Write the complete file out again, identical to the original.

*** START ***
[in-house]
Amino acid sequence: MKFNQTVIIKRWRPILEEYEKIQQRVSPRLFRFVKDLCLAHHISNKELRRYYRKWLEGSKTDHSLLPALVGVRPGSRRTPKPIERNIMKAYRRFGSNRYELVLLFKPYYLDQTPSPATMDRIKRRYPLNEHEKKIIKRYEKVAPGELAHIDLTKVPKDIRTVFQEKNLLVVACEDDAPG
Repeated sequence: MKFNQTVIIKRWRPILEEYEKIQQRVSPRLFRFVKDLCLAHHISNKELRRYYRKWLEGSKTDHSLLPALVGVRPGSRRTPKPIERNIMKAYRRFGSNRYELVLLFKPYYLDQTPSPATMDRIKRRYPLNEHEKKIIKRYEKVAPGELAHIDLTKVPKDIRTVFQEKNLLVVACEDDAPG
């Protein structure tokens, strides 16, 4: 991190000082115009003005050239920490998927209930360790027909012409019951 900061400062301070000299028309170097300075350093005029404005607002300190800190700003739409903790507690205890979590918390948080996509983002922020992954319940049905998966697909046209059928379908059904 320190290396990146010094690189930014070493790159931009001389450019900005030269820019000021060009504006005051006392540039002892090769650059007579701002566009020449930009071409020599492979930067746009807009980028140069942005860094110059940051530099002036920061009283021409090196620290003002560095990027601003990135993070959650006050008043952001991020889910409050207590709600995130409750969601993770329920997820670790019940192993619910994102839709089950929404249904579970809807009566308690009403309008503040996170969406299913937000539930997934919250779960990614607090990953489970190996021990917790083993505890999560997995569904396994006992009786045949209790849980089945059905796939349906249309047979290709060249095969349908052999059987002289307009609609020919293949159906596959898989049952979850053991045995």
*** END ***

[in-house]
Amino acid sequence: MKFNQTVIIKRWRPILEEYEKIQQRVSPRLFRFVKDLCLAHHISNKELRRYYRKWLEGSKTDHSLLPALVGVRPGSRRTPKPIERNIMKAYRRFGSNRYELVLLFKPYYLDQTPSPATMDRIKRRYPLNEHEKKIIKRYEKVAPGELAHIDLTKVPKDIRTVFQEKNLLVVACEDDAPG
Repeated sequence: MKFNQTVIIKRWRPILEEYEKIQQRVSPRLFRFVKDLCLAHHISNKELRRYYRKWLEGSKTDHSLLPALVGVRPGSRRTPKPIERNIMKAYRRFGSNRYELVLLFKPYYLDQTPSPATMDRIKRRYPLNEHEKKIIKRYEKVAPGELAHIDLTKVPKDIRTVFQEKNLLVVACEDDAPG
């Protein structure tokens, strides 16, 4: 991190000082115009003005050239920490998927209930360790027909012409019951 900061400062301070000299028309170097300075350093005029404005607002300190800190700003739409903790507690205890979590918390948080996509983002922020992954319940049905998966697909046209059928379908059904 320190290396990146010094690189930014070493790159931009001389450019900005030269820019000021060009504006005051006392540039002892090769650059007579701002566009020449930009071409020599492979930067746009807009980028140069942005860094110059940051530099002036920061009283021409090196620290003002560095990027601003990135993070959650006050008043952001991020889910409050207590709600995130409750969601993770329920997820670790019940192993619910994102839709089950929404249904579970809807009566308690009403309008503040996170969406299913937000539930997934919250779960990614607090990953489970190996021990917790083993505890999560997995569904396994006992009786045949209790849980089945059905796939349906249309047979290709060249095969349908052999059987002289307009609609020919293949159906596959898989049952979850053991045995």